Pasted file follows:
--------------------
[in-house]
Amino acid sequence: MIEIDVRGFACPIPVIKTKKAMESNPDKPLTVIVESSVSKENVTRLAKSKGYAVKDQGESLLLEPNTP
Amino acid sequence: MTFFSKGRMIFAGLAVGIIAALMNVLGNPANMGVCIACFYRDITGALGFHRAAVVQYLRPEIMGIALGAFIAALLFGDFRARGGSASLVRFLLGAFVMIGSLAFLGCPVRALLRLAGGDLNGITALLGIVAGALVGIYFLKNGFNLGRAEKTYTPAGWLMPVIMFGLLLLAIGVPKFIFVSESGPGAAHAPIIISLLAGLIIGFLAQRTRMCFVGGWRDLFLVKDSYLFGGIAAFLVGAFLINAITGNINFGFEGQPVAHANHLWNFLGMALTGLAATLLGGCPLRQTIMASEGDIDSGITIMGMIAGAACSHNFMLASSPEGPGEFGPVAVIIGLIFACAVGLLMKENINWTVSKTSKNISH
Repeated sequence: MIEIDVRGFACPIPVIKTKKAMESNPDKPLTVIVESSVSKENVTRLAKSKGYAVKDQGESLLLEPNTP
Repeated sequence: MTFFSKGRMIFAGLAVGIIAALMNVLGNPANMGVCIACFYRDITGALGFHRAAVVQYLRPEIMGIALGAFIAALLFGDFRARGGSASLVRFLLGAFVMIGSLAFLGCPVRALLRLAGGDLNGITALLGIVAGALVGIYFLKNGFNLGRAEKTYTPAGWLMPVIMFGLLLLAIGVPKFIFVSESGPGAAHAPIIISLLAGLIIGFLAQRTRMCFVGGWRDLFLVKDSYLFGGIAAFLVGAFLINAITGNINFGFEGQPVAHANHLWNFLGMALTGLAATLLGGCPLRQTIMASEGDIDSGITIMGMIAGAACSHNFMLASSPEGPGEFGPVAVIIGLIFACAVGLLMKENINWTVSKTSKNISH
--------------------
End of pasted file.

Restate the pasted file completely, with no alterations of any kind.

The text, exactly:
[in-house]
Amino acid sequence: MIEIDVRGFACPIPVIKTKKAMESNPDKPLTVIVESSVSKENVTRLAKSKGYAVKDQGESLLLEPNTP
Amino acid sequence: MTFFSKGRMIFAGLAVGIIAALMNVLGNPANMGVCIACFYRDITGALGFHRAAVVQYLRPEIMGIALGAFIAALLFGDFRARGGSASLVRFLLGAFVMIGSLAFLGCPVRALLRLAGGDLNGITALLGIVAGALVGIYFLKNGFNLGRAEKTYTPAGWLMPVIMFGLLLLAIGVPKFIFVSESGPGAAHAPIIISLLAGLIIGFLAQRTRMCFVGGWRDLFLVKDSYLFGGIAAFLVGAFLINAITGNINFGFEGQPVAHANHLWNFLGMALTGLAATLLGGCPLRQTIMASEGDIDSGITIMGMIAGAACSHNFMLASSPEGPGEFGPVAVIIGLIFACAVGLLMKENINWTVSKTSKNISH
Repeated sequence: MIEIDVRGFACPIPVIKTKKAMESNPDKPLTVIVESSVSKENVTRLAKSKGYAVKDQGESLLLEPNTP
Repeated sequence: MTFFSKGRMIFAGLAVGIIAALMNVLGNPANMGVCIACFYRDITGALGFHRAAVVQYLRPEIMGIALGAFIAALLFGDFRARGGSASLVRFLLGAFVMIGSLAFLGCPVRALLRLAGGDLNGITALLGIVAGALVGIYFLKNGFNLGRAEKTYTPAGWLMPVIMFGLLLLAIGVPKFIFVSESGPGAAHAPIIISLLAGLIIGFLAQRTRMCFVGGWRDLFLVKDSYLFGGIAAFLVGAFLINAITGNINFGFEGQPVAHANHLWNFLGMALTGLAATLLGGCPLRQTIMASEGDIDSGITIMGMIAGAACSHNFMLASSPEGPGEFGPVAVIIGLIFACAVGLLMKENINWTVSKTSKNISH